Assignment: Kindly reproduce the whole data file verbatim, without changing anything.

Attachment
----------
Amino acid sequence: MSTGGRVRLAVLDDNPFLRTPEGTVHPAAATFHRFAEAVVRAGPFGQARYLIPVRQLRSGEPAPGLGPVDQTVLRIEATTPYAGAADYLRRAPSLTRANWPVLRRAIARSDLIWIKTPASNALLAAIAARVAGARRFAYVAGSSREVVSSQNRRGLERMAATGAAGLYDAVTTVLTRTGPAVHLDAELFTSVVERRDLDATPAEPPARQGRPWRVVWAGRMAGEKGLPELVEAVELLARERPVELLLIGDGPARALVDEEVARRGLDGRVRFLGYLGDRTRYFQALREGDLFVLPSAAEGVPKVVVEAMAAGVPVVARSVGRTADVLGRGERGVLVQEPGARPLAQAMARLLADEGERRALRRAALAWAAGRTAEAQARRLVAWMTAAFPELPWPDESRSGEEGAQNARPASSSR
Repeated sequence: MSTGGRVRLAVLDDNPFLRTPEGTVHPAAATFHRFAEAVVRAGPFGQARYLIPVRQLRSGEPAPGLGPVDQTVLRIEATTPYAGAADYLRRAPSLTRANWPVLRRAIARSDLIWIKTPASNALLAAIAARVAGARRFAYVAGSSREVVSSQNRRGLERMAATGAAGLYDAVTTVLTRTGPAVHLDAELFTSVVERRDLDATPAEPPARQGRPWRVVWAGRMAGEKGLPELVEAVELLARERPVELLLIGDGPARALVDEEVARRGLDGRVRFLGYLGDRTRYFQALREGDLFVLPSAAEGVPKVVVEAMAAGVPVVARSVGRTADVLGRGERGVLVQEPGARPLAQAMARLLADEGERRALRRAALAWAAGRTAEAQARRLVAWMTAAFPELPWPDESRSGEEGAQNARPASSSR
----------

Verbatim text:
Amino acid sequence: MSTGGRVRLAVLDDNPFLRTPEGTVHPAAATFHRFAEAVVRAGPFGQARYLIPVRQLRSGEPAPGLGPVDQTVLRIEATTPYAGAADYLRRAPSLTRANWPVLRRAIARSDLIWIKTPASNALLAAIAARVAGARRFAYVAGSSREVVSSQNRRGLERMAATGAAGLYDAVTTVLTRTGPAVHLDAELFTSVVERRDLDATPAEPPARQGRPWRVVWAGRMAGEKGLPELVEAVELLARERPVELLLIGDGPARALVDEEVARRGLDGRVRFLGYLGDRTRYFQALREGDLFVLPSAAEGVPKVVVEAMAAGVPVVARSVGRTADVLGRGERGVLVQEPGARPLAQAMARLLADEGERRALRRAALAWAAGRTAEAQARRLVAWMTAAFPELPWPDESRSGEEGAQNARPASSSR
Repeated sequence: MSTGGRVRLAVLDDNPFLRTPEGTVHPAAATFHRFAEAVVRAGPFGQARYLIPVRQLRSGEPAPGLGPVDQTVLRIEATTPYAGAADYLRRAPSLTRANWPVLRRAIARSDLIWIKTPASNALLAAIAARVAGARRFAYVAGSSREVVSSQNRRGLERMAATGAAGLYDAVTTVLTRTGPAVHLDAELFTSVVERRDLDATPAEPPARQGRPWRVVWAGRMAGEKGLPELVEAVELLARERPVELLLIGDGPARALVDEEVARRGLDGRVRFLGYLGDRTRYFQALREGDLFVLPSAAEGVPKVVVEAMAAGVPVVARSVGRTADVLGRGERGVLVQEPGARPLAQAMARLLADEGERRALRRAALAWAAGRTAEAQARRLVAWMTAAFPELPWPDESRSGEEGAQNARPASSSR